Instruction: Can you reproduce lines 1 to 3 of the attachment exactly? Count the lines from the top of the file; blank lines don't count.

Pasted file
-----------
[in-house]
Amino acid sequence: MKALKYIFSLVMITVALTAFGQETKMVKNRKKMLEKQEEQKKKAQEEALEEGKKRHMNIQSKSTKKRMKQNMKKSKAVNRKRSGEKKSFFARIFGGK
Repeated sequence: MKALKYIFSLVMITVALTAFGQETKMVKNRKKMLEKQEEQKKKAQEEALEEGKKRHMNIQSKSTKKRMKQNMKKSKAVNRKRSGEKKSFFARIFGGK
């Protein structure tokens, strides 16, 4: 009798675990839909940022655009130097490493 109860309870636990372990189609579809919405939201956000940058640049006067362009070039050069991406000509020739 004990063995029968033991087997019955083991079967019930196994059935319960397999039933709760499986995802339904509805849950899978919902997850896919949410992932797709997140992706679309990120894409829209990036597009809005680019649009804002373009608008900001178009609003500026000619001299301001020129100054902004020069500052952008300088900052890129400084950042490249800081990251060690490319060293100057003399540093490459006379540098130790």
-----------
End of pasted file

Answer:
[in-house]
Amino acid sequence: MKALKYIFSLVMITVALTAFGQETKMVKNRKKMLEKQEEQKKKAQEEALEEGKKRHMNIQSKSTKKRMKQNMKKSKAVNRKRSGEKKSFFARIFGGK
Repeated sequence: MKALKYIFSLVMITVALTAFGQETKMVKNRKKMLEKQEEQKKKAQEEALEEGKKRHMNIQSKSTKKRMKQNMKKSKAVNRKRSGEKKSFFARIFGGK